Theres no getting away for a subject oft discussedon hpc, of much of the uk housing stock being unfit for purpose.

We need houses built of insulated SIPS panels like much of the rest of Europe that suffers cold winters. Bricks & blocks are a thermal bridge & not up to the job

Edited by Saving For a Space Ship

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Watched the prog. Nothing particularly new mentioned imo.

Massive failure was to only talk of cold weather, from which an estimated 9000 die each yr. Heat wave weather can kill too.

I've had a few low income yrs in a freezing flat & then a converted warehouse, where we could not afford to heat at night & some days .

Sleeping in a hat & coat were the norm.

A few ideas...

A new 120cm x 60cm electric blanket now £10, perhaps using this to sit on, rather than heating a room would be cheaper.

http://www.ebay.co.uk/itm/BENROSS-SINGLE-SIZE-ELECTRIC-HEATED-UNDER-BLANKET-UK-BRANDED-SINGLE-SIZE-/262312977900?hash=item3d131265ec:g:~roAAOSwe7BW1Gis

Heated seat cover & jackets are £30- £90 up

http://www.amazon.co.uk/Electronics-HAN-CarSetCity-Electric-Heated-Cushion/dp/B019DXM9GM/ref=sr_1_11?ie=UTF8&qid=1458599291&sr=8-11&keywords=electric+heated+jacket%20%20

http://www.amazon.co.uk/PROsmart-HJ-27-50-Cordless-Battery-Powered/dp/B00PJX6YQW/ref=sr_1_25?s=clothing&ie=UTF8&qid=1458599333&sr=8-25&keywords=electric+heated+jacket

It may take a bit of getting used to, as your face would still be getting cold, but not wasting energy heating the air is eco, as well as fuel smart.

I did a bit of research in dividing up oldies & low income houses to reduce areas to heat with insulated panels, but so far it has come to nought.

Theres no getting away for a subject oft discussedon hpc, of much of the uk housing stock being unfit for purpose.

We need houses built of insulated SIPS panels like much of the rest of Europe that suffers cold winters. Bricks & blocks are a thermal bridge & not up to the job

Do you work for a SIPS company or something?

How do you avoid the catastrophic cold bridge at the wall floor junction with sips?

What reason are brick and block an unacceptable thermal bridge?

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If it's a privately rented property then they should move before next winter. That gives them seven months to find alternative accommodation that is properly insulated.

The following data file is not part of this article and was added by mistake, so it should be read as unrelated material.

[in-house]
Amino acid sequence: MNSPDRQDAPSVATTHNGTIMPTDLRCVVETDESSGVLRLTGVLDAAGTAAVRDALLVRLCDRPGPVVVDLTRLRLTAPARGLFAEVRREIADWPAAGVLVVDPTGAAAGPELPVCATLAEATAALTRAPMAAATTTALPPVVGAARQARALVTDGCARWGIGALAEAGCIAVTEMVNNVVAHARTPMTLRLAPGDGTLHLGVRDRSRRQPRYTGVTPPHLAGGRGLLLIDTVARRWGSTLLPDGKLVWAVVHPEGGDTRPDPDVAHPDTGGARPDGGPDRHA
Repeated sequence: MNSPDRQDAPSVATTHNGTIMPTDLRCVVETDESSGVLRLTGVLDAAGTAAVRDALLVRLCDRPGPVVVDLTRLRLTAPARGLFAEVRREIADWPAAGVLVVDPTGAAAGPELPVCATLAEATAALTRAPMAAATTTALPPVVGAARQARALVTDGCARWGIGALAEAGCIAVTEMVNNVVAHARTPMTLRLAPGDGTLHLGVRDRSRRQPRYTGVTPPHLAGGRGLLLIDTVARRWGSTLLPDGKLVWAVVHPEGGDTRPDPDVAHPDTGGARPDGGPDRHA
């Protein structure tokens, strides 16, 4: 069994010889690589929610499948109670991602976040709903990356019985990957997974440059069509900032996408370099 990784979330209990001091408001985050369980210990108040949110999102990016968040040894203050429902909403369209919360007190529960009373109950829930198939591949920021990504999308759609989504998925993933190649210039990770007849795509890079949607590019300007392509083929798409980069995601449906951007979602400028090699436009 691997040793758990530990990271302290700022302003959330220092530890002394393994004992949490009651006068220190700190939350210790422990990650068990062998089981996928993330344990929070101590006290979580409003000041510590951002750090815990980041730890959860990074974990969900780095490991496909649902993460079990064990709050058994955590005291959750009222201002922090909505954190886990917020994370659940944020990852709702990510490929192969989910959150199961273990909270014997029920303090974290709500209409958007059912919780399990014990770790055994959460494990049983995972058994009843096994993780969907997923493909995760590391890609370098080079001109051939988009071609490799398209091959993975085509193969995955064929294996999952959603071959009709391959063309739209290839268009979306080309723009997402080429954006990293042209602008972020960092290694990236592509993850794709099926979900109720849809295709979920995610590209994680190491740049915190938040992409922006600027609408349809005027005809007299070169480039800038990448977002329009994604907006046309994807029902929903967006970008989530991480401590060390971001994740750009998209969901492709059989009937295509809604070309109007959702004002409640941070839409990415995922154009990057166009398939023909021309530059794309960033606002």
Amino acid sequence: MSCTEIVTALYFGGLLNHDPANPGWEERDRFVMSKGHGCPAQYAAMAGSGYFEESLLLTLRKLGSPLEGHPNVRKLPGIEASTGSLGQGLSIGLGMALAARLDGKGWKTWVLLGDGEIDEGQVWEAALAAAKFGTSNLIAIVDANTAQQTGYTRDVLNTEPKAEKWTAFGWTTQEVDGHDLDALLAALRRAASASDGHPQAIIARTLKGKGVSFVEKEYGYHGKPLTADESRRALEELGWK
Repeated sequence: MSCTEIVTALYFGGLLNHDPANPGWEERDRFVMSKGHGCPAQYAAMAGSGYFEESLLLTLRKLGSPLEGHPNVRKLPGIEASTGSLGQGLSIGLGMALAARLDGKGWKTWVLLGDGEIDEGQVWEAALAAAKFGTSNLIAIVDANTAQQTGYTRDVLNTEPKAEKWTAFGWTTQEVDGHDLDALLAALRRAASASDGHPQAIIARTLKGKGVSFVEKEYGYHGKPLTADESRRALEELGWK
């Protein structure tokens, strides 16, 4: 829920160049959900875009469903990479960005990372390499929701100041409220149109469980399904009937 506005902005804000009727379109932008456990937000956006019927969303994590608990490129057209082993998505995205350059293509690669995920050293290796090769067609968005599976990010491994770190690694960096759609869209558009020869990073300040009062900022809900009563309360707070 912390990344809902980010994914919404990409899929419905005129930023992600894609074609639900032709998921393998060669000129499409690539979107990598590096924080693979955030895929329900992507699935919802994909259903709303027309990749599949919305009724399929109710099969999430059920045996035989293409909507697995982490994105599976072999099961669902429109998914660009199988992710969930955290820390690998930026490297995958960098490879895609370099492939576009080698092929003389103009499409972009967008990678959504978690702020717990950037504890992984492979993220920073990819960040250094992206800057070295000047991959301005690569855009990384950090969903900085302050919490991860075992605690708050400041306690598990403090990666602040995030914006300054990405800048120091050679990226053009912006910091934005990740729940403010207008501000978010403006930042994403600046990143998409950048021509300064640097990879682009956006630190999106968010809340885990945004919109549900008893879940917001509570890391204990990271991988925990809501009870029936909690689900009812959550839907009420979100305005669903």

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If it's a privately rented property then they should move before next winter. That gives them seven months to find alternative accommodation that is properly insulated.

Indeed. Then someone who is accustomed to nature's temperatures can take the drafty place.

(Just got my gas bill: £30 for the quarter just ended, being the coldest part of the year. And that's with a huge bath and a mains-water-pressure shower where I don't stint myself).

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Do you work for a SIPS company or something?

How do you avoid the catastrophic cold bridge at the wall floor junction with sips?

What reason are brick and block an unacceptable thermal bridge?

No, I don't work for a Sips company.

I do have an interest, which I declared.

I did start a small unfunded community group called Cabinz, run by volunteers, which experiments with insulated panels for outbuildings & shelters, mainy to re-use industrial off cuts, otherwise land filled as waste.

This was mentioned on a couple of previous posts & the blog url is on my hpc profile http://www.cabinz.net

May I ask what type of Sips panels you are talking about that have a ' catastrophic cold bridge at the wall floor junction with sips' ?

I had a quick google, is this due to any condensation issues ?

Certainly great care needs to be taken to seal SIPS correctly

My understanding is that the thermal bridge is minimised in osb / pir foam Sips walls as the osb overlaps a Pir foam insert. So the foam is virtually a continuous envelope. This is why they are used is Passive Haus designs

Perhaps this link will help - Avoiding Thermal Bridging with Structural Insulated Panels https://terrahaus.wordpress.com/2011/06/22/avoiding-thermal-bridging-with-structural-insulated-panels/